We commend the Committee for introducing this important legislation. The criminal justice system has had an extensive, disproportionate impact on communities of color and people with disabilities. We respectfully recommend that the committee amend this bill to ensure that disability is listed as a protected class in each one of these statutory sections that would be changed pursuant to the statute. This recommendation is in keeping with the request of CT Legal Rights Project, Inc.
One in three Americans has some type of criminal record, which can create lifelong barriers to opportunity for them and their families. A criminal record should not be a life sentence to poverty. People who have served their time deserve a fair opportunity for a better future. To better achieve equity, especially across race and income, barriers to employment, education, and housing must be removed
Following a year of record relief reforms across the United States, on February 16, 2021, the Clean Slate Initiative, a bipartisan national effort to automate the clearing of criminal records, reported that four new state campaigns in Texas, New York, Oregon, and Delaware, had joined ongoing campaigns in Louisiana, North Carolina – and Connecticut, to advocate for automatic record relief legislation.
A February 2020 Smart Justice Poll indicated that 85 percent of Connecticut voters, across party lines, support a law prohibiting discrimination related to employment, housing, education, insurance, and credit based on a person’s criminal history. In addition, when informed that Connecticut does not have a Clean Slate law, 64 percent of Connecticut voters – again, across party lines, stated that it was important for the legislature to pass a Clean Slate law that is backed by anti-discrimination protections for people with a criminal history.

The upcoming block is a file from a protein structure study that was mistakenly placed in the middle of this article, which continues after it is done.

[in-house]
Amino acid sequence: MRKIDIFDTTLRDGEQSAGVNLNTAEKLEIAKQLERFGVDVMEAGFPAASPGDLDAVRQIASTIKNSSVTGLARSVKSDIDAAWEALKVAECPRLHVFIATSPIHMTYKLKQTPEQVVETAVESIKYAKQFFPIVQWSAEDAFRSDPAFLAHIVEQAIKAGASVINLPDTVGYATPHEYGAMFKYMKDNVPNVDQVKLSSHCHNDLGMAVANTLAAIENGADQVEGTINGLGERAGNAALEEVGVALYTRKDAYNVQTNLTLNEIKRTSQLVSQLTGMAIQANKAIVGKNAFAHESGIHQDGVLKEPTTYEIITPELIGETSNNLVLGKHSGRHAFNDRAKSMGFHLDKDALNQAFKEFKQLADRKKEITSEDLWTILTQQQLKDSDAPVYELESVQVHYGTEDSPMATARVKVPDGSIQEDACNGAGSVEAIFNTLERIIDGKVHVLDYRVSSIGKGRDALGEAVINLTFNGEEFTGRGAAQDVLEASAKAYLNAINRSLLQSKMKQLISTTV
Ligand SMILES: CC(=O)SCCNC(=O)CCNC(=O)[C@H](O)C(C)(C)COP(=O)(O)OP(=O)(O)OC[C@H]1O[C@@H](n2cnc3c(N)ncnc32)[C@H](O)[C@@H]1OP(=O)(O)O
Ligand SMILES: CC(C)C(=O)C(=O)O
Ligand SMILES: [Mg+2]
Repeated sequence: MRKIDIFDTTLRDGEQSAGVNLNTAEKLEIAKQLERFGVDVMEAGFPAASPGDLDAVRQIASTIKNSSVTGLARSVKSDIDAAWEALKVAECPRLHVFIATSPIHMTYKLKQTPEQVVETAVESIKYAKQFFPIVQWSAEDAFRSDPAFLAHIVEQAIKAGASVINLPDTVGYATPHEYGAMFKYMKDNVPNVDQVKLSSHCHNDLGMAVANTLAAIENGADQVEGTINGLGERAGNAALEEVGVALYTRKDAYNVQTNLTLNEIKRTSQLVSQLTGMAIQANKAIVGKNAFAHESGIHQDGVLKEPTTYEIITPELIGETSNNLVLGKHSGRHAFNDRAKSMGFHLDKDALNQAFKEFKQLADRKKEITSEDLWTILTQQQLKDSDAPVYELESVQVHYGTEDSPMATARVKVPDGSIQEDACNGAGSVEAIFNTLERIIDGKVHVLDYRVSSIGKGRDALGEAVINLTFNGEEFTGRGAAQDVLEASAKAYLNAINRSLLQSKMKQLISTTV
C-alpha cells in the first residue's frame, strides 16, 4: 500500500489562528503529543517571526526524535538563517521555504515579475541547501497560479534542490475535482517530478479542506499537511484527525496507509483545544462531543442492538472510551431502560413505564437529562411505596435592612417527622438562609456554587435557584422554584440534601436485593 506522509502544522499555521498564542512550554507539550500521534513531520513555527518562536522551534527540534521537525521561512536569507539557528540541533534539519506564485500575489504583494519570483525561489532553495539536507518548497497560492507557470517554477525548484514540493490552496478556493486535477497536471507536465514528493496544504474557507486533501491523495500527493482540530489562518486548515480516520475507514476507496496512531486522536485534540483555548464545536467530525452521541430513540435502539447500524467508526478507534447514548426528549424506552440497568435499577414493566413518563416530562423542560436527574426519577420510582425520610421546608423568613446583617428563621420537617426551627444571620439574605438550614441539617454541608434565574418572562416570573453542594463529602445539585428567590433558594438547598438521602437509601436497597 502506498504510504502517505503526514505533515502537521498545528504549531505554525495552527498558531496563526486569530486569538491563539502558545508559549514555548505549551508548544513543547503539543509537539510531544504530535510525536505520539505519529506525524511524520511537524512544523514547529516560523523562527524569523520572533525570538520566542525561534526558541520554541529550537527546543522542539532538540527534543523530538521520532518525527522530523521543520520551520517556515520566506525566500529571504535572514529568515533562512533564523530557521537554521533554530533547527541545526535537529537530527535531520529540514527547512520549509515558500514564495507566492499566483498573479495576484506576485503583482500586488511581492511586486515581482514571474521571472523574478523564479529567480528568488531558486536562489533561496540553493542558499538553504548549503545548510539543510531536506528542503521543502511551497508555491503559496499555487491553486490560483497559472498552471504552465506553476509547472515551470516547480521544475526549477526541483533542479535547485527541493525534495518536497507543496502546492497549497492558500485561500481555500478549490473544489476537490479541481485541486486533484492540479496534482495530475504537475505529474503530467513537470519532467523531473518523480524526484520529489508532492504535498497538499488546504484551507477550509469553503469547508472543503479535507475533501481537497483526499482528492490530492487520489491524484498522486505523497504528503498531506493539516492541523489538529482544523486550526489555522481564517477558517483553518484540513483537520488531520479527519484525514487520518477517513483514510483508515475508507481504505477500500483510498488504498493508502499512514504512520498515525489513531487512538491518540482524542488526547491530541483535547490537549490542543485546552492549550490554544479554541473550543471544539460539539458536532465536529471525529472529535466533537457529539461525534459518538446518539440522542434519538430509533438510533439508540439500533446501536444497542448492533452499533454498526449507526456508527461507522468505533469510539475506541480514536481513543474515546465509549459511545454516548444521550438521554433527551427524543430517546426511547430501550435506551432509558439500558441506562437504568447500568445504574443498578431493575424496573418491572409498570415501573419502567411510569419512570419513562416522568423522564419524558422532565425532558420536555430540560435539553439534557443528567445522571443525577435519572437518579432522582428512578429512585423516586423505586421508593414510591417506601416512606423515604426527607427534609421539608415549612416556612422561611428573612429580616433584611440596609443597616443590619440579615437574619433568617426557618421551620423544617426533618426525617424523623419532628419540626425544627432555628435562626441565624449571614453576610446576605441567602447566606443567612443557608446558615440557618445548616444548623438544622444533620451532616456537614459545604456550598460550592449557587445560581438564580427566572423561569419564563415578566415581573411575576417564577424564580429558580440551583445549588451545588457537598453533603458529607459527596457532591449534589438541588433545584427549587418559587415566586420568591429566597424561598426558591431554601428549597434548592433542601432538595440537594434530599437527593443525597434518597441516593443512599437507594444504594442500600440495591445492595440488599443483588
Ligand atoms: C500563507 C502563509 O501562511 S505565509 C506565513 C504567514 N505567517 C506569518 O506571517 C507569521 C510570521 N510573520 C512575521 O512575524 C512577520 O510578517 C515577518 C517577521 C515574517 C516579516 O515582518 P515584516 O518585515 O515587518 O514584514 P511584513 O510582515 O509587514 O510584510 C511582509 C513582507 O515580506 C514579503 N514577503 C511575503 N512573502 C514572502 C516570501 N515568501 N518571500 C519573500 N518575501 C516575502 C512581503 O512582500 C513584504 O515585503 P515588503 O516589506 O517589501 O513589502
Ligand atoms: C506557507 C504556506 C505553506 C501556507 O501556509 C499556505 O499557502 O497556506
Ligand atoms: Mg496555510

Project Clean Slate is a City of Detroit Initiative to help residents get their criminal records expunged to gain access to better employment, housing, and educational opportunities. Effective April 11, 2021, new legislation in Michigan will expand the numbers and types of convictions eligible for expungement. Key findings of a recent report include the following:
- For every $1 spent on Project Clean Slate, there is a potential $3.70 return in the form of potential annualized wage gains, creating local, state, and federal employment tax revenue.
- When compared to job training, another common public investment in economic growth, the financial returns on expungement programs outpace job training by a factor of 3.8 to 1.